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This is part of a series documenting the trains I saw in Italy in late spring 2017.
We left Rome on May 31 and headed to Cinque Terre. This set of five fishing towns is becoming a popular tourist destination. To get there by train, one has to first go to La Spezia, then transfer to a local train that runs through all five towns.
Some kind of concrete tie train at the Follonica station
I amused myself by taking lots of photos out the windows. Since the train wasn't crowded, both my wife and I had window seats. Of course, I was a lot more interested in photographing the trackside equipment and structures than she was!
I'm fascinated by European diesel locomotives. The "form factor" of these locomotives is so different than current North American locomotives. In many ways, they are more reminiscent of early North American diesels.
The diesel below is a centre cab - not done now but GE certainly had centre cabs in their early diesels.
One of two paired diesel units at Follonica, Italy
A little research shows that it is an ex Czech diesel - I spotted one like it a few years ago.
I think the key difference is that European diesels are just small, because European trains are shorter and lighter than North American trains. Also, most European trains are pulled by electric locomotives, so the diesels are used more for branch lines and maintenance trains.
Cooling towers and containers
We had glimpses of a lot of Italian train stations. Some were pretty modern but some had some nice touches, like the Rosignano station below with the patterned arch above the doors.
S. Marinella train station
Naturally, wires are everywhere since most trains are electric.
We had power at our seats, which was great for keeping cell phones charged. I had a very bulky international adapter plugged in, to adapt the standard North American plugs for Italian/European plugs. It doesn't convert voltage but most DC adapters can handle 120V through 240V. Read the label!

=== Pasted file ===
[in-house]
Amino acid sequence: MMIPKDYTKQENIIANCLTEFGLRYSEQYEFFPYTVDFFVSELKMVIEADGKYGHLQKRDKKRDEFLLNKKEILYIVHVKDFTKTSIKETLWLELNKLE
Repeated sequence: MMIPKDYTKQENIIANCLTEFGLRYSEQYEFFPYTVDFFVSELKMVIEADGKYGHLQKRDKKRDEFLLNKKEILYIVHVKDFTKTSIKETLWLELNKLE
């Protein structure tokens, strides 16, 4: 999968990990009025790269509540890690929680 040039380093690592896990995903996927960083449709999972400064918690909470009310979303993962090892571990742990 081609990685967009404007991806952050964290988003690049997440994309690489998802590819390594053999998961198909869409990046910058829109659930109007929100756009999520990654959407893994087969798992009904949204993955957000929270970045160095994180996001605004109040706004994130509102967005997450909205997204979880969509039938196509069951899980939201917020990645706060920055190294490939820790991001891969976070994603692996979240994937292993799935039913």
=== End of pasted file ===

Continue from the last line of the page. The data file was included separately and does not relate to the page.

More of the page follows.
World's bulkiest power plug adapter
The train stopped at Pisa on the way. Before the trip, my wife and I had discussed whether we should go see the famed Leaning Tower, but we decided against it. We figured that it wouldn't be a good use of our limited time to go see the tower, take a photo, then leave. I did snap a photo from the train as we crossed a river in Pisa itself, hoping to catch the tower in the photo. I didn't get it in the photo below, but I think we did catch a glimpse of the tower as we left the town.
Crossing the Arno River in Pisa, Italy
La Spezia Centrale
We arrived at La Spezia, and left our train. Looking at the handy displays, we found the platform for the train to Riomaggiore (technically, you look for the train to Levanto) and went there to wait. Of course, I spent my time photographing trains while we waited.
The Train to Cinque Terre
The train to Cinque Terre
Our train showed up, pretty much on time, and we boarded. The interior of the train was pretty spartan, but that's OK. It's a short haul train - it's only an hour run between La Spezia and Levanto. Since we were getting off at the first of the five towns - Riomaggiore - we would barely sit down before we arrived.
There's not much to share from a 7 minute ride. I remember that we went through a couple of short tunnels. The line through Cinque Terre hugs the coast and definitely goes through a lot of tunnels. The track in Riomaggiore is only exposed for a few hundred feet and goes into tunnels on both ends of the station.
Again, this isn't a travel blog, so I won't write much about the non-train stuff. The town of Riomaggiore is simply gorgeous and well worth a visit. It's small and quaint, but touristy.
We enjoyed a lovely sunset down by the water.
More to come!
This article first appeared on blog.traingeek.ca
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